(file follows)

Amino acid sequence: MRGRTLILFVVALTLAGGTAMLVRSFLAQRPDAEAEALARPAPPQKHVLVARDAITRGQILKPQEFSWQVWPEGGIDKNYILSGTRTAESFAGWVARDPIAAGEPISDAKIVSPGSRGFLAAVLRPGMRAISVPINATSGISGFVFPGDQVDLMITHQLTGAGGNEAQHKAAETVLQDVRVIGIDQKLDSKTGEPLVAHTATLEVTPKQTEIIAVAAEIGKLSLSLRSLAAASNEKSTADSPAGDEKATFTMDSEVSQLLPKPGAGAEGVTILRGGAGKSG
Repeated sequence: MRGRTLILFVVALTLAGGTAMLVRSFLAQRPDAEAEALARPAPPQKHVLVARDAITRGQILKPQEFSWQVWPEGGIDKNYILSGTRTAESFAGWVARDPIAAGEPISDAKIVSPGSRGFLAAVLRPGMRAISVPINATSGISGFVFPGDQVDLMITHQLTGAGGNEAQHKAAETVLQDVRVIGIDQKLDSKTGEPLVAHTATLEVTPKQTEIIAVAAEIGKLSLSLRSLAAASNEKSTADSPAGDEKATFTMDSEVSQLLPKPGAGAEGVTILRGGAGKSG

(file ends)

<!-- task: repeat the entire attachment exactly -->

Amino acid sequence: MRGRTLILFVVALTLAGGTAMLVRSFLAQRPDAEAEALARPAPPQKHVLVARDAITRGQILKPQEFSWQVWPEGGIDKNYILSGTRTAESFAGWVARDPIAAGEPISDAKIVSPGSRGFLAAVLRPGMRAISVPINATSGISGFVFPGDQVDLMITHQLTGAGGNEAQHKAAETVLQDVRVIGIDQKLDSKTGEPLVAHTATLEVTPKQTEIIAVAAEIGKLSLSLRSLAAASNEKSTADSPAGDEKATFTMDSEVSQLLPKPGAGAEGVTILRGGAGKSG
Repeated sequence: MRGRTLILFVVALTLAGGTAMLVRSFLAQRPDAEAEALARPAPPQKHVLVARDAITRGQILKPQEFSWQVWPEGGIDKNYILSGTRTAESFAGWVARDPIAAGEPISDAKIVSPGSRGFLAAVLRPGMRAISVPINATSGISGFVFPGDQVDLMITHQLTGAGGNEAQHKAAETVLQDVRVIGIDQKLDSKTGEPLVAHTATLEVTPKQTEIIAVAAEIGKLSLSLRSLAAASNEKSTADSPAGDEKATFTMDSEVSQLLPKPGAGAEGVTILRGGAGKSG